The U.S. government is making major investments in quantum technology. In 2020, the Department of Energy invested $625 million into multidisciplinary Quantum Information Science Research Centers in support of the National Quantum Initiative. The Biden administration is supporting legislation that would spend over $100 billion to advance emerging technologies, including quantum computing.
There’s a good reason for these investments. The National Counterintelligence and Security Center has identified quantum computing as one of the strategic technology sectors in which the U.S. faces increasing challenges from a growing list of countries. All are in a race for leadership because of the military and economic benefits these technologies promise as well as the cybersecurity risks quantum poses.
Quantum development and commercialization is already underway, and increasing investments and intensive collaboration among government, private enterprise and academic institutions are already showing significant results. The implications of this new technology are profound for all government and public sectors. Government and industry recognize that quantum computing is no longer a theoretical, lab-based technology, but one which provides useful business value today, even in advance of “quantum advantage.”
Quantum computers solve problems differently than classical computers. They leverage the properties of quantum states such as superposition, entanglement and interference to simulate real-world scenarios in an n-dimensional space. They also perform computations with greater data capacity, increased accuracy of results and the promise of faster processing speeds.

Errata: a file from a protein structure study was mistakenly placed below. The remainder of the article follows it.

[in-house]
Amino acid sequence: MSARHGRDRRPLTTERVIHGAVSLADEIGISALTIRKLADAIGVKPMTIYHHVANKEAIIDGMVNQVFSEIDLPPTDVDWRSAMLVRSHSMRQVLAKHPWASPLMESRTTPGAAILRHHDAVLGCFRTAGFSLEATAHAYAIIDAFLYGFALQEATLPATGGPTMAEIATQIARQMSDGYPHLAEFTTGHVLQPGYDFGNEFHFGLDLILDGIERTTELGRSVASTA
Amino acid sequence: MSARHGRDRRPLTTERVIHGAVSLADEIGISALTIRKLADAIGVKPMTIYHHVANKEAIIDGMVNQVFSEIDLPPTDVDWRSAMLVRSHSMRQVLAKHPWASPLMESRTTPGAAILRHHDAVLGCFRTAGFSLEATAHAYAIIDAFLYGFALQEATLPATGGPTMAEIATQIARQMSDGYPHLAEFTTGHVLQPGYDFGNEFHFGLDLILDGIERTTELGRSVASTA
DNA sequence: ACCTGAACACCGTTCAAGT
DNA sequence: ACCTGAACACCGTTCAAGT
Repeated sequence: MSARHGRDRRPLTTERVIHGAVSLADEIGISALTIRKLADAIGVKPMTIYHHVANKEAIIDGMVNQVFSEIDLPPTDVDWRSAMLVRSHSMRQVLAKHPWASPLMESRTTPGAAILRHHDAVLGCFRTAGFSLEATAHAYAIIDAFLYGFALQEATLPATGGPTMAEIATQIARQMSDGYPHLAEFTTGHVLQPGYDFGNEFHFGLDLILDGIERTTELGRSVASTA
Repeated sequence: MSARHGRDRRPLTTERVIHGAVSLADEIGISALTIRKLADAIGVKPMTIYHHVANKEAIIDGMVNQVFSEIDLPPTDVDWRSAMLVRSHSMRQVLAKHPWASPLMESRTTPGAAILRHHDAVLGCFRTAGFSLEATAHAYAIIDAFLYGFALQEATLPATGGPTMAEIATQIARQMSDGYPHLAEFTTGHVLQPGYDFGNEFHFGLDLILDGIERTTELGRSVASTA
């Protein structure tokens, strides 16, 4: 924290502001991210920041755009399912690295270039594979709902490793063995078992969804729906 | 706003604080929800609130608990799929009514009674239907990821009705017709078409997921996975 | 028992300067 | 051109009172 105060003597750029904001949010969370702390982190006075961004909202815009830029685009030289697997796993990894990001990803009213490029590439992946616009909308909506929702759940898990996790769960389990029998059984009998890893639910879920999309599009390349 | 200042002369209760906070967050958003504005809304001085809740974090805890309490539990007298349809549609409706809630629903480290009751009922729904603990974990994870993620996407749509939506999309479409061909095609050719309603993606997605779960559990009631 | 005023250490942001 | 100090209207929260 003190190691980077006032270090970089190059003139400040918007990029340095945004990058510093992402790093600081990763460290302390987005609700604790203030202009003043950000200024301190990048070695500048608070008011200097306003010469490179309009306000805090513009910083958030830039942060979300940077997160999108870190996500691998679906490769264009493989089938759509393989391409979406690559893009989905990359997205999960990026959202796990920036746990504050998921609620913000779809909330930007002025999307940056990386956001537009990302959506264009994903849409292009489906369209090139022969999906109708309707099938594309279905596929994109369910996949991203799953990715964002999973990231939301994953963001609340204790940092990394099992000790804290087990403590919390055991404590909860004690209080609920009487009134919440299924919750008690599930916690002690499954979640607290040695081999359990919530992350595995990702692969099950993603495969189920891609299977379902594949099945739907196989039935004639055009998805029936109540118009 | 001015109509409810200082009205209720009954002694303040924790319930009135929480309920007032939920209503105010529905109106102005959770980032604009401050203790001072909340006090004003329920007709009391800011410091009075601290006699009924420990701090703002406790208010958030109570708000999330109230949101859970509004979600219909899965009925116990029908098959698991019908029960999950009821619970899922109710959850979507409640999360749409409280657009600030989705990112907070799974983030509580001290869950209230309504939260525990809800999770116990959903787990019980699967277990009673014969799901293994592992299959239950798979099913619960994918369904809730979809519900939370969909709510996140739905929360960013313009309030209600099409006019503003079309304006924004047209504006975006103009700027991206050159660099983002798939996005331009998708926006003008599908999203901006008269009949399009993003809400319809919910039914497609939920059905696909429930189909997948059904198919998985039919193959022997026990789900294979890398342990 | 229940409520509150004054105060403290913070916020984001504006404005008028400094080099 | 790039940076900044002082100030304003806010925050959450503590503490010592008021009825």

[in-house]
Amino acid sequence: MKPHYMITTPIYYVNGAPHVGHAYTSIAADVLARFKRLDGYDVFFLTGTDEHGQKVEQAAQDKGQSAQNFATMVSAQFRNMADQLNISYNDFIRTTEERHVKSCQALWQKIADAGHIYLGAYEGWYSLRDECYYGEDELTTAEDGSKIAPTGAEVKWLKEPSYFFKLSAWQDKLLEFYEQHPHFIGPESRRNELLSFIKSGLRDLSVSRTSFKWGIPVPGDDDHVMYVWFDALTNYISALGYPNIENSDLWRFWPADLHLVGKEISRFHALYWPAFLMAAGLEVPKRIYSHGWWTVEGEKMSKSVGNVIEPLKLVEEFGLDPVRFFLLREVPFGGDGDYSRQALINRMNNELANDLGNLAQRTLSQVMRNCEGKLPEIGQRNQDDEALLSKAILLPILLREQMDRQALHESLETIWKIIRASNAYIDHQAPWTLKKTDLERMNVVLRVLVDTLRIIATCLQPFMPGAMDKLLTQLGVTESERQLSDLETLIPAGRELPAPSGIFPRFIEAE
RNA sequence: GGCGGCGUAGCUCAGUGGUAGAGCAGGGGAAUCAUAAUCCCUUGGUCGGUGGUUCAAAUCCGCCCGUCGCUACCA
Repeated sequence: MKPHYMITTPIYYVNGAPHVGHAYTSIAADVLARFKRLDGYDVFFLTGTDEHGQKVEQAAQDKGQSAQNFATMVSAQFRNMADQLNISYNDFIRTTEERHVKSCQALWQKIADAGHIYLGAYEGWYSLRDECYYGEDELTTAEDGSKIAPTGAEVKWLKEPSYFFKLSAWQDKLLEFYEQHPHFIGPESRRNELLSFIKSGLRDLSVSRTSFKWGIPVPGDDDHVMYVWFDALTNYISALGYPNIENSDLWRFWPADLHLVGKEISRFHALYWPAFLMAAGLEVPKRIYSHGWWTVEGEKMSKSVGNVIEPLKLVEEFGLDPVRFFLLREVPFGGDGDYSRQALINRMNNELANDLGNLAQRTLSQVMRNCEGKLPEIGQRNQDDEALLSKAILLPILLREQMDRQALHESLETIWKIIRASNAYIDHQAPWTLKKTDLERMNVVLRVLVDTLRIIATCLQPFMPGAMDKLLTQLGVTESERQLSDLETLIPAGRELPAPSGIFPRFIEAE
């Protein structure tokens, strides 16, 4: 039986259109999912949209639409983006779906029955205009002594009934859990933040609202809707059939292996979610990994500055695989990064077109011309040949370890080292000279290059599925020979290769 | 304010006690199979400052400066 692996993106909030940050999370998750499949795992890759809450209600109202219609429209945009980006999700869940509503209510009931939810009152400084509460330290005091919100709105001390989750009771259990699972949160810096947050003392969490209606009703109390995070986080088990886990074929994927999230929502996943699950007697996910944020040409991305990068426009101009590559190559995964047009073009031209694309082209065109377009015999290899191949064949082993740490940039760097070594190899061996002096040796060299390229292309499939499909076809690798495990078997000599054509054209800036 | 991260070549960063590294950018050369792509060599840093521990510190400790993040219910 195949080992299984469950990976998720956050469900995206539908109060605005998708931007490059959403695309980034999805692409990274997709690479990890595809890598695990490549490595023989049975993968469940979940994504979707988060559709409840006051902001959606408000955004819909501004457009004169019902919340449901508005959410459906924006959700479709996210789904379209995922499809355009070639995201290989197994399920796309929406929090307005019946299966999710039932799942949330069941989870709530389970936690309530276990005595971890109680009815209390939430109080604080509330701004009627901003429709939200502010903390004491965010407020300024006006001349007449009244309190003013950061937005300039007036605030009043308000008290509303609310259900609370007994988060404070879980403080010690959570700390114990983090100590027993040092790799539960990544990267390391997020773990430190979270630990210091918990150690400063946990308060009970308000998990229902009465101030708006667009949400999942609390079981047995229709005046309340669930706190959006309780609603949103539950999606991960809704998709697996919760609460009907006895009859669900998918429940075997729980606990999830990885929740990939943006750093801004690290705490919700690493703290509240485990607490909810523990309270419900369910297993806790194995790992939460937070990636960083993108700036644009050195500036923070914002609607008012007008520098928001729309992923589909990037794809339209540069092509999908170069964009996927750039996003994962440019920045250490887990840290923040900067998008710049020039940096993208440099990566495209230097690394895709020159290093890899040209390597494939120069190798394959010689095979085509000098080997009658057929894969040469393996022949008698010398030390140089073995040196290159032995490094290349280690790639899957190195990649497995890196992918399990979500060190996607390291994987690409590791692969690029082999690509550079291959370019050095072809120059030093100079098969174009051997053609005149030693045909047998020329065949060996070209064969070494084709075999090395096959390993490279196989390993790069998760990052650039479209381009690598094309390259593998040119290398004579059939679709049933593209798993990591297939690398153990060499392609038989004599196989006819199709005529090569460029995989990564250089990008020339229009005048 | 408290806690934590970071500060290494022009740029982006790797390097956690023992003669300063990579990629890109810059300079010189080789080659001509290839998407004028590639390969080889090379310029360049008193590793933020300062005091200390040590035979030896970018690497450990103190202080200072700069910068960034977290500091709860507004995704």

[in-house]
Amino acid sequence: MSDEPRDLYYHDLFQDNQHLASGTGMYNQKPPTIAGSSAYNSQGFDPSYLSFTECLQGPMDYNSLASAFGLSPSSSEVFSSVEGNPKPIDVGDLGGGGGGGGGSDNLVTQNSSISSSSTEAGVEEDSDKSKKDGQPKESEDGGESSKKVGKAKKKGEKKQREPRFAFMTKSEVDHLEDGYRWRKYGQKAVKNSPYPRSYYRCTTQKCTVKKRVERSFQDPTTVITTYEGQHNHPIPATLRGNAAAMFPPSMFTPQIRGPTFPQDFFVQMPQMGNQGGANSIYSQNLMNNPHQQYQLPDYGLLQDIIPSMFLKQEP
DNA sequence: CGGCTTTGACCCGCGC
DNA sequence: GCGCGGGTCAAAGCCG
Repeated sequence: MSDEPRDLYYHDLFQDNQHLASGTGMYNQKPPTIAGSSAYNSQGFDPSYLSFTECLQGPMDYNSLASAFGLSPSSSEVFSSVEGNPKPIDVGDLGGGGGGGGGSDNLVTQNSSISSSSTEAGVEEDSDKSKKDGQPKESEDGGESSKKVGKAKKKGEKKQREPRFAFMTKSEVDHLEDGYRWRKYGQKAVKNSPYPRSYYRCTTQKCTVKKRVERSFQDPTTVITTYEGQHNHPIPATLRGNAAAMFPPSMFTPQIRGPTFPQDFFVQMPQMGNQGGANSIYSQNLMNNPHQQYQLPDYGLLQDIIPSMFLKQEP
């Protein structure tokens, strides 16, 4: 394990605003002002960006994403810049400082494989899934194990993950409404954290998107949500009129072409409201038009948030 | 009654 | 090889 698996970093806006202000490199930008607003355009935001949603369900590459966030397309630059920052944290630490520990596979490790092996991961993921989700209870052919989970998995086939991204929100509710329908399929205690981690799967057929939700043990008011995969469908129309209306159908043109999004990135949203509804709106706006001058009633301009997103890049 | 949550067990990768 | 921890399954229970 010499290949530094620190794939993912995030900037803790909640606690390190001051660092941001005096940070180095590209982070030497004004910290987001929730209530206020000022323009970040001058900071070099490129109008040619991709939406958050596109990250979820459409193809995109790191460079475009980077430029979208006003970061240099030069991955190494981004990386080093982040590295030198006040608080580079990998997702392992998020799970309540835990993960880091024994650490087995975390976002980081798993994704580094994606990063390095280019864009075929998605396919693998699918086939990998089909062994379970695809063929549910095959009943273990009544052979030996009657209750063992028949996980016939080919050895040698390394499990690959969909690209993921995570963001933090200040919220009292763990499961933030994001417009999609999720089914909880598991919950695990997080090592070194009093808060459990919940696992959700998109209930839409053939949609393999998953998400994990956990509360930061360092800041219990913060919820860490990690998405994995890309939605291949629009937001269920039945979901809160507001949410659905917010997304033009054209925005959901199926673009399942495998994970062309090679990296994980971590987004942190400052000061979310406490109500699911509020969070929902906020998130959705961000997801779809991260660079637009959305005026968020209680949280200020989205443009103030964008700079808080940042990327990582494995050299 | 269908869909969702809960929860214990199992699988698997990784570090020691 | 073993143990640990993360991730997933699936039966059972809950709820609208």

Where classical computing provides only one “best” answer, quantum computers yield multiple diverse results. For governments, this means the ability to tackle their most complex problems by defining the impact among different scenarios and choosing the solution best optimized for each situation. Being able to solve complex problems with better results in a fraction of the time and with a fraction of the resources provides immense opportunities to countries that can harness the power of quantum computing. However, make no mistake, quantum computing will not eliminate the need for classical computing. In fact, the hybrid model of solving problems with both quantum and classical approaches will yield better answers in certain use cases than either one computing technology could do on its own.
Quantum computing is a completely different paradigm for both hardware and software. Developing quantum programs using current SDKs requires significant quantum expertise and lengthy timeframes to create the program, algorithms and low-level coding necessary to have the software work with a single hardware platform. This means that only a small elite workforce has the skills to leverage quantum computers, so the government with the most developed workforce and more end-user oriented technologies will ultimately dominate the field of quantum computing. To overcome workforce limitations and democratize access to these powerful systems, software companies are now developing ready-to-run quantum software that subject matter experts with no quantum experience can use right now.
Cybersecurity: The quantum space race
The U.S. and other governments currently rely on mathematically-based two-key asymmetric encryption techniques. These codes are almost impossible to break with classical computers, but quantum computers will be able to break them quickly and easily, due to their factoring speed and ability to rapidly search through unsorted data. This puts the nation’s most critical secrets — and in fact, all digital infrastructures — at risk. The only way to get ahead of the problem is by leveraging the same powerful quantum technology to develop new cybersecurity solutions.